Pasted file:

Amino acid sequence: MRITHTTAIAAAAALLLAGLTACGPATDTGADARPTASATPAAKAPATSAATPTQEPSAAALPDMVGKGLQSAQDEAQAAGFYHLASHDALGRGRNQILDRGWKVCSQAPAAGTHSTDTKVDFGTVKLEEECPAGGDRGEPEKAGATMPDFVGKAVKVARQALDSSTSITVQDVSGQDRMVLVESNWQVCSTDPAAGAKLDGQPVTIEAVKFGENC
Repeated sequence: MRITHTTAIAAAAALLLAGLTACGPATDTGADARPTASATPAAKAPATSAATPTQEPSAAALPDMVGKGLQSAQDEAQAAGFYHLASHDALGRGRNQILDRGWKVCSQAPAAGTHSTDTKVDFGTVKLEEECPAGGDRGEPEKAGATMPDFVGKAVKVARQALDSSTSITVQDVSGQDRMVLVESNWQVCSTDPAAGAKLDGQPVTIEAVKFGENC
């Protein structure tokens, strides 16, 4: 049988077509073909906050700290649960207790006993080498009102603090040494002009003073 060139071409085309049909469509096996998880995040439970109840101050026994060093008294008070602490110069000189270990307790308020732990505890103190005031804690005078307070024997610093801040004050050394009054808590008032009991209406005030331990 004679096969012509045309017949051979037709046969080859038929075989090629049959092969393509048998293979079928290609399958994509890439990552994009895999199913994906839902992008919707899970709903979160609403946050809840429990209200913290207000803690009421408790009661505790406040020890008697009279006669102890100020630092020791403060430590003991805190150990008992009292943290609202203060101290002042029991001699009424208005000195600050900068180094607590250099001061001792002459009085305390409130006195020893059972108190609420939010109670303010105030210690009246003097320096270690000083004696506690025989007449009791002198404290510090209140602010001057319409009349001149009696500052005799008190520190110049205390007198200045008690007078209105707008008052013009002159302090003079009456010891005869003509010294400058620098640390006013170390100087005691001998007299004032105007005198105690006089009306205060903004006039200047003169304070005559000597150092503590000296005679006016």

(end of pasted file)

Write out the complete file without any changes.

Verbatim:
Amino acid sequence: MRITHTTAIAAAAALLLAGLTACGPATDTGADARPTASATPAAKAPATSAATPTQEPSAAALPDMVGKGLQSAQDEAQAAGFYHLASHDALGRGRNQILDRGWKVCSQAPAAGTHSTDTKVDFGTVKLEEECPAGGDRGEPEKAGATMPDFVGKAVKVARQALDSSTSITVQDVSGQDRMVLVESNWQVCSTDPAAGAKLDGQPVTIEAVKFGENC
Repeated sequence: MRITHTTAIAAAAALLLAGLTACGPATDTGADARPTASATPAAKAPATSAATPTQEPSAAALPDMVGKGLQSAQDEAQAAGFYHLASHDALGRGRNQILDRGWKVCSQAPAAGTHSTDTKVDFGTVKLEEECPAGGDRGEPEKAGATMPDFVGKAVKVARQALDSSTSITVQDVSGQDRMVLVESNWQVCSTDPAAGAKLDGQPVTIEAVKFGENC
């Protein structure tokens, strides 16, 4: 049988077509073909906050700290649960207790006993080498009102603090040494002009003073 060139071409085309049909469509096996998880995040439970109840101050026994060093008294008070602490110069000189270990307790308020732990505890103190005031804690005078307070024997610093801040004050050394009054808590008032009991209406005030331990 004679096969012509045309017949051979037709046969080859038929075989090629049959092969393509048998293979079928290609399958994509890439990552994009895999199913994906839902992008919707899970709903979160609403946050809840429990209200913290207000803690009421408790009661505790406040020890008697009279006669102890100020630092020791403060430590003991805190150990008992009292943290609202203060101290002042029991001699009424208005000195600050900068180094607590250099001061001792002459009085305390409130006195020893059972108190609420939010109670303010105030210690009246003097320096270690000083004696506690025989007449009791002198404290510090209140602010001057319409009349001149009696500052005799008190520190110049205390007198200045008690007078209105707008008052013009002159302090003079009456010891005869003509010294400058620098640390006013170390100087005691001998007299004032105007005198105690006089009306205060903004006039200047003169304070005559000597150092503590000296005679006016």